3. Hi Gwyn,

    My philosophy is:

    “Fail early. Fail often”

    If you are not failing, you are not taking risks. You are not experimenting. Perhaps it is because I work in marketing and product management, but in the words of Seth Godin “What’s holding you back from shipping”? Usually it is fear of failure. Yet there is no product in the world that works for 100% of the people, so in some sense every product is a “failure”.

    As a high performing individual, it is easy for me to focus on the next challenge. In the last five years I have worked hard to start by celebrating the wins. Whether that’s my weekly team meeting or just my day, I start with the wins, then move on to the challenges and the “failures”.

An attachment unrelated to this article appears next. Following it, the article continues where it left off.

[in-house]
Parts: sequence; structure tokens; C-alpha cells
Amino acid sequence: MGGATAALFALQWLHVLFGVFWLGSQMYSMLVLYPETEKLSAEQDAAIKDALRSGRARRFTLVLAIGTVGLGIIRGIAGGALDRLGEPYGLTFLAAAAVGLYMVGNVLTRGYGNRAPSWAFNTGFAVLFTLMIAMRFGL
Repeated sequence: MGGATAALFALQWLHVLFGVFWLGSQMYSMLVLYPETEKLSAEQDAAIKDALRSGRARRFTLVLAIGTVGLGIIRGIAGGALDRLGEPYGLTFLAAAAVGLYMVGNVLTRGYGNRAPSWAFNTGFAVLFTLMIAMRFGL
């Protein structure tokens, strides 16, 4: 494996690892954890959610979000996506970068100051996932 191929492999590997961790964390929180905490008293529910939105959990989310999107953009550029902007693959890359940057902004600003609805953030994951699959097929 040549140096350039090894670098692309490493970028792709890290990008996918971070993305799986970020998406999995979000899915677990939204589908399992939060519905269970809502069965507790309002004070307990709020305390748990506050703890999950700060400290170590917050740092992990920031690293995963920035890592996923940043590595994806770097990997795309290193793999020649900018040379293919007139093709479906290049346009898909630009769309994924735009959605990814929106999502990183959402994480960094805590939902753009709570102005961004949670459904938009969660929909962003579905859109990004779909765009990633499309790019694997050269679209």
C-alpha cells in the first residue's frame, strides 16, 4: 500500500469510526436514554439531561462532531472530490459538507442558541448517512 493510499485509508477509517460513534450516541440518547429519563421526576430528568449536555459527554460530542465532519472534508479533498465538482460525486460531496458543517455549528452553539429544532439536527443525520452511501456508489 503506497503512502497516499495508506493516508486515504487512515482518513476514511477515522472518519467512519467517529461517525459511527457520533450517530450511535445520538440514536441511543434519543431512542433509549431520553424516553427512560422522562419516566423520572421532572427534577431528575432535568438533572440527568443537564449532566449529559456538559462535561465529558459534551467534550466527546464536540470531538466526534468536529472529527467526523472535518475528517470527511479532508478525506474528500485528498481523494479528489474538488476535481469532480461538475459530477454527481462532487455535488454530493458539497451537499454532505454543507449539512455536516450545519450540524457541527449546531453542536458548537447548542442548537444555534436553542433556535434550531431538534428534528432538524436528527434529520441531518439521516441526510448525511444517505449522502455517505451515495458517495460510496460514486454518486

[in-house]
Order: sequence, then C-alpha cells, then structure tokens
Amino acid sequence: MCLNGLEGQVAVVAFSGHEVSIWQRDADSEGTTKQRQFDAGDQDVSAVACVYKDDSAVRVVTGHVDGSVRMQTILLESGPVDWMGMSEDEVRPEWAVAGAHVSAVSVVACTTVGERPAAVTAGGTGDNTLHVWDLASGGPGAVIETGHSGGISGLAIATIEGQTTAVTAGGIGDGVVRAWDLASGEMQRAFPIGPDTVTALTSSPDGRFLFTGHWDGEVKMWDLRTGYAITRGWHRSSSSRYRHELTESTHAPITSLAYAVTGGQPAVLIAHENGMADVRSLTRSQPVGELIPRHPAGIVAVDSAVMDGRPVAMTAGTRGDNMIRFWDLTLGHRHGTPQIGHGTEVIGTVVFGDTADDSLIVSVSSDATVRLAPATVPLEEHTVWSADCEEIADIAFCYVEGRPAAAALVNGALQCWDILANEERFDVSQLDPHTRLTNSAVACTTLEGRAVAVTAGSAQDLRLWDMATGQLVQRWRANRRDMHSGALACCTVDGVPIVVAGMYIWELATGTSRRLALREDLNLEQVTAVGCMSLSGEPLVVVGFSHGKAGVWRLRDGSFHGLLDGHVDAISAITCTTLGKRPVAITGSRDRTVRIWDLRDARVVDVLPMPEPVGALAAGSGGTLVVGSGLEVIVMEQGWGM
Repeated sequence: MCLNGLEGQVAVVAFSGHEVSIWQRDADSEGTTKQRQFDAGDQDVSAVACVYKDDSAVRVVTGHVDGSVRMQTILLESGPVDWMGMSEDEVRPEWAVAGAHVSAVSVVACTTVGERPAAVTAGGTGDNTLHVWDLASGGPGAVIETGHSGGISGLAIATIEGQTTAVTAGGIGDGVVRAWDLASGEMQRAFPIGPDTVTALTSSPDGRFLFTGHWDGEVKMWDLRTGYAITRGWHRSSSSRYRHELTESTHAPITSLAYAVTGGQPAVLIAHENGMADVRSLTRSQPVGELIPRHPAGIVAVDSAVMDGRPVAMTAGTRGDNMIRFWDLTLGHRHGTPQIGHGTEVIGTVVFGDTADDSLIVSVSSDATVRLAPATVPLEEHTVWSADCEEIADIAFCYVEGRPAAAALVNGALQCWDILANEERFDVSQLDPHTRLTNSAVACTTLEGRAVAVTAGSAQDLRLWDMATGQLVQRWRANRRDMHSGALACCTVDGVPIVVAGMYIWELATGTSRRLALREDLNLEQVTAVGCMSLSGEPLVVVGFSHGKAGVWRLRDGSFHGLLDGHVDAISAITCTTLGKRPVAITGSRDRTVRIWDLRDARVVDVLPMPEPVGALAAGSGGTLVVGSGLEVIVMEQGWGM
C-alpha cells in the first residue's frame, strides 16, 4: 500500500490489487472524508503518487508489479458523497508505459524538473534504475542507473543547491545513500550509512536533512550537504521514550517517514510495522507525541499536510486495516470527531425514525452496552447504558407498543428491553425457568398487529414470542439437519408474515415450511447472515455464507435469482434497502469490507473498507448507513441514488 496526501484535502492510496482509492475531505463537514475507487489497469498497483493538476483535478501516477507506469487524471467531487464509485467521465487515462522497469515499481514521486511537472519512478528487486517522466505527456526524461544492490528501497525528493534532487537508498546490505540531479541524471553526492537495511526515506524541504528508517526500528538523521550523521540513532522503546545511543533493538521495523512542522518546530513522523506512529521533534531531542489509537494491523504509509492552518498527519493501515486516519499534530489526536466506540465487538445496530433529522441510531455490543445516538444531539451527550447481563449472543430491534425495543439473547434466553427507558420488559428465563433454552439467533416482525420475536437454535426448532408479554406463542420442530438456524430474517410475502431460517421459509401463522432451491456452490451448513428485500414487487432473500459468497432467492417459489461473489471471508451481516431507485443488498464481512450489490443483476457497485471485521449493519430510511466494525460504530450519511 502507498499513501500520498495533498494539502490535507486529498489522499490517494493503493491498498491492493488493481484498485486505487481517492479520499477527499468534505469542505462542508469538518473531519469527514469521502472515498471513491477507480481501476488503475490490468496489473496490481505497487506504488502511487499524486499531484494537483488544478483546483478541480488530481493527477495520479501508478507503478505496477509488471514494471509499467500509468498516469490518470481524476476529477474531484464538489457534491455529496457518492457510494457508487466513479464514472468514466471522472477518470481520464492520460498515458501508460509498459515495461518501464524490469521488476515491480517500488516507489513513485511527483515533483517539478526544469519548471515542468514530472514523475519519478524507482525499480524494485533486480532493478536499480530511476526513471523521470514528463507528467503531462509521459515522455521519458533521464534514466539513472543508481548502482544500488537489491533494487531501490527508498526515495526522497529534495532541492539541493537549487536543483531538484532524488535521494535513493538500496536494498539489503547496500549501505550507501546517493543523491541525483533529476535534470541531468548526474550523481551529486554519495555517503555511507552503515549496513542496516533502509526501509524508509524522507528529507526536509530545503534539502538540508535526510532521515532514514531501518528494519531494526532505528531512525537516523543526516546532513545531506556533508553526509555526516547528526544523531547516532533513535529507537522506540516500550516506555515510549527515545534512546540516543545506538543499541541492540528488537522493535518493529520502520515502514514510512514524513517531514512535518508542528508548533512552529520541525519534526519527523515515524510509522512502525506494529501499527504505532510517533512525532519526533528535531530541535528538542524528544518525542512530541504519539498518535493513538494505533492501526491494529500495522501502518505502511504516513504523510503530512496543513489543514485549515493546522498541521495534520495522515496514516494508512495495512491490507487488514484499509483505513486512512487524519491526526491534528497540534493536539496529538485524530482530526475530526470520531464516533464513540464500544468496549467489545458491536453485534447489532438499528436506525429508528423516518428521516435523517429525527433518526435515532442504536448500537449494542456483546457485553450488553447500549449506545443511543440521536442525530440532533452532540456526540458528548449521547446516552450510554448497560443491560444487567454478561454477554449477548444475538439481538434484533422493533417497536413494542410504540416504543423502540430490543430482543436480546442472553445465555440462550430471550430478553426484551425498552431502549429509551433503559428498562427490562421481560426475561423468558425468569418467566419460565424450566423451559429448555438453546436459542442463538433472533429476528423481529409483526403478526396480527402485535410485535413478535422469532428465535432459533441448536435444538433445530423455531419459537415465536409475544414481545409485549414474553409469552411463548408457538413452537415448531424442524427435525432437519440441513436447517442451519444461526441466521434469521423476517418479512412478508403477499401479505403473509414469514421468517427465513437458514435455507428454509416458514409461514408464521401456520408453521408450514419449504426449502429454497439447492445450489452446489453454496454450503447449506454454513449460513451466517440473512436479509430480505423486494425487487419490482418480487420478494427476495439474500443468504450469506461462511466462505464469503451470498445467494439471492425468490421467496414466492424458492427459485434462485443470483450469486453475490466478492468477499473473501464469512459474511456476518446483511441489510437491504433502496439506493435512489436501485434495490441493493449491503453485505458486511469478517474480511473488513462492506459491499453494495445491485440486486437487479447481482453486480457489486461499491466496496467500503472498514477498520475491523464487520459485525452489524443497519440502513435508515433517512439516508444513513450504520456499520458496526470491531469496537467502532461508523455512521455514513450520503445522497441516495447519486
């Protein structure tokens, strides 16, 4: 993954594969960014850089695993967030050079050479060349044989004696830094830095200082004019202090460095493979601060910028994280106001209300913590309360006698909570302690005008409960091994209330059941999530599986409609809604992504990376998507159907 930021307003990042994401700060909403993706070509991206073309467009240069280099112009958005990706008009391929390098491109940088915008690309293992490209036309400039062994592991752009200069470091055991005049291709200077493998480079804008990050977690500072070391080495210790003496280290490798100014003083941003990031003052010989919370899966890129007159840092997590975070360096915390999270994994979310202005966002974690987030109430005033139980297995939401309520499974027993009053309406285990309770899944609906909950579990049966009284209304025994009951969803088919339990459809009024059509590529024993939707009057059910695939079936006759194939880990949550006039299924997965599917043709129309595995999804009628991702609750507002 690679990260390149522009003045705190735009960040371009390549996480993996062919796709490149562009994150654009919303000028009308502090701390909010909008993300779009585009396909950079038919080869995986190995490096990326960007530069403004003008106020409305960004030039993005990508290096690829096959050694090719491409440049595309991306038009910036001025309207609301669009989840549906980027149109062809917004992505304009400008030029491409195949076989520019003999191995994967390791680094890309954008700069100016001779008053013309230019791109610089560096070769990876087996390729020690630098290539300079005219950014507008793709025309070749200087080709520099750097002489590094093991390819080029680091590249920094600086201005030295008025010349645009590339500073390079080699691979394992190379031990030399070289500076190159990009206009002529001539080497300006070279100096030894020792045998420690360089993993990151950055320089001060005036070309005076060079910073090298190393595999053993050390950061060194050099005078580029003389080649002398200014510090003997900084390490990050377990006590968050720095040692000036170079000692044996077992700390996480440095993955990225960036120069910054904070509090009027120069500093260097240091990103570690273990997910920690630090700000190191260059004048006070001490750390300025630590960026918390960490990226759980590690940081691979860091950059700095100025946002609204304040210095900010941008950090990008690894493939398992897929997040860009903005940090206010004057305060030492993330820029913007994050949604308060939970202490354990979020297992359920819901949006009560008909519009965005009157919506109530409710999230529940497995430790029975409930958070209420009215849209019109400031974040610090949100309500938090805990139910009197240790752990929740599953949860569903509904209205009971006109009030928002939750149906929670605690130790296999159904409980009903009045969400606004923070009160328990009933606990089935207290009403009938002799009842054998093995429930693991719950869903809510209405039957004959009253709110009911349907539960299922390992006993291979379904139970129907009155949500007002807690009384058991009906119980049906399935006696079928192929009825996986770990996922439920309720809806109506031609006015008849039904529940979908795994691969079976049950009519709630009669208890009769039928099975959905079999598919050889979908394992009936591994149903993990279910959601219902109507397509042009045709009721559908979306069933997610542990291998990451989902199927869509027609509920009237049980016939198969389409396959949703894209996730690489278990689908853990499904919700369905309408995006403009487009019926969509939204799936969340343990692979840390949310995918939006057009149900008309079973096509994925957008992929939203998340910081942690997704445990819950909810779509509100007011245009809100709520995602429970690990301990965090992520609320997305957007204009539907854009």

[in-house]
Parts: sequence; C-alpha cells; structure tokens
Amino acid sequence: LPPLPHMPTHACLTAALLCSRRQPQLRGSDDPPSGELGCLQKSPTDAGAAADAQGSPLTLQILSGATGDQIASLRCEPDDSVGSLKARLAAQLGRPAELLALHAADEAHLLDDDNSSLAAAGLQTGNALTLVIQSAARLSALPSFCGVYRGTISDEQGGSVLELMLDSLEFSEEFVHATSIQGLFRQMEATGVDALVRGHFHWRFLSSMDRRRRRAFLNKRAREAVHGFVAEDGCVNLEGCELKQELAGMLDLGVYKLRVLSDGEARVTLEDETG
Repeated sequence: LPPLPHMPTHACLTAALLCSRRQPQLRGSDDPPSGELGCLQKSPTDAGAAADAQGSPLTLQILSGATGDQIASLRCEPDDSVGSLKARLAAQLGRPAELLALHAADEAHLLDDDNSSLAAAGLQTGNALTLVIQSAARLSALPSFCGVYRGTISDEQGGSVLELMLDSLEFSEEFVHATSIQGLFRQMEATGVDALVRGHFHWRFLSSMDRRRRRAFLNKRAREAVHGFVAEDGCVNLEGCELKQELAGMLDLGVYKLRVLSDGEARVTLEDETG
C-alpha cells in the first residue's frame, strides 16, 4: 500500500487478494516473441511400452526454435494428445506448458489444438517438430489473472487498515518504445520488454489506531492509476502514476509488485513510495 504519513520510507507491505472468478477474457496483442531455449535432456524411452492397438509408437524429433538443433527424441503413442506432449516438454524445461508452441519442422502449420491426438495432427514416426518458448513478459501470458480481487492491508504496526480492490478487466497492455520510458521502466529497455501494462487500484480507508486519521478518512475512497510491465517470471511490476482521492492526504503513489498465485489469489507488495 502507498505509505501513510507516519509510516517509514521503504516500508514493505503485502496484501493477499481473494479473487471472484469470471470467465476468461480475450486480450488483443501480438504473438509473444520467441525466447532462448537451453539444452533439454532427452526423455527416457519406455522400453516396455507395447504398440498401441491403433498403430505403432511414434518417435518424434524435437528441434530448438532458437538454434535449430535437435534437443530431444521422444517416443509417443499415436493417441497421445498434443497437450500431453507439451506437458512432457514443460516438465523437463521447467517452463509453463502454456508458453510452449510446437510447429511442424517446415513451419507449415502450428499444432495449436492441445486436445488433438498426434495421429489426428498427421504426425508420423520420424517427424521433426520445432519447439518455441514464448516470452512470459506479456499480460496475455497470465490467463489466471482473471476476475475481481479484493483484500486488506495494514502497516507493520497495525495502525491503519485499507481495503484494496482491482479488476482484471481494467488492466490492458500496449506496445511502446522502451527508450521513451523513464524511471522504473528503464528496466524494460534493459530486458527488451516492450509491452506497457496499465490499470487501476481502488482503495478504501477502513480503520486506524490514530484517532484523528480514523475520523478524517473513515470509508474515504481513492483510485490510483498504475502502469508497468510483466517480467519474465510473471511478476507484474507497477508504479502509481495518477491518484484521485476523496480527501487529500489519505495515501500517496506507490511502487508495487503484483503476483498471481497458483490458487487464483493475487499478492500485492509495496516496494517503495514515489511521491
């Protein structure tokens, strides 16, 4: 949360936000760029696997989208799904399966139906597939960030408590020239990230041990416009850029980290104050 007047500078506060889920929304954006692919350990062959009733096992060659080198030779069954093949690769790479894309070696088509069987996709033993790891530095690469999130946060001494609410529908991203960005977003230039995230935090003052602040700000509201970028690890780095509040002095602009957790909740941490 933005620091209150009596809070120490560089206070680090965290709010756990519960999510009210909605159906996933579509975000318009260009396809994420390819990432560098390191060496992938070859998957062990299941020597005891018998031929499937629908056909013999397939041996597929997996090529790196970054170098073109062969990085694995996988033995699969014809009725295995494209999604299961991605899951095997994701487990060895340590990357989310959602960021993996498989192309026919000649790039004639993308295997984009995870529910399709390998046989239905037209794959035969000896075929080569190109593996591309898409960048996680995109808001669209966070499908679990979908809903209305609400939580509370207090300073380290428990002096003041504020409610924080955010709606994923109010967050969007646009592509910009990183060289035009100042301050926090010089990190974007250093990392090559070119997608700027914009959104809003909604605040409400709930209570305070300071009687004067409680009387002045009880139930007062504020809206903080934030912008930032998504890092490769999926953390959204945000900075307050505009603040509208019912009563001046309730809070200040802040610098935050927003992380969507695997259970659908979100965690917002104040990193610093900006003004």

My belief is that all true personal learning and growth stem from failure. I’ve learned much more from those things that didn’t work out than from those that did. The failures are hard lessons and you remember them for a long time.

    At least, that’s what I think :-).

    Great post as always and thanks for giving us a chance to explore the topic.

    Cheers,

    David

    • Gwyn Teatro

      Hi David ~ You have a great perspective on failure. For you, it seems more like something that didn’t work out that something that you did wrong. And I think there is an important distinction there. Thank you for that and for taking the time to share it.

  4. I recently made a post about failures and successes. We air the same perspective. When I wrote that blog post of mine, I was somehow also writing for myself. I wanted to remind myself of these essential things in life–to consider failures as opportunities for growth and to never lose hope. Peace and blessings!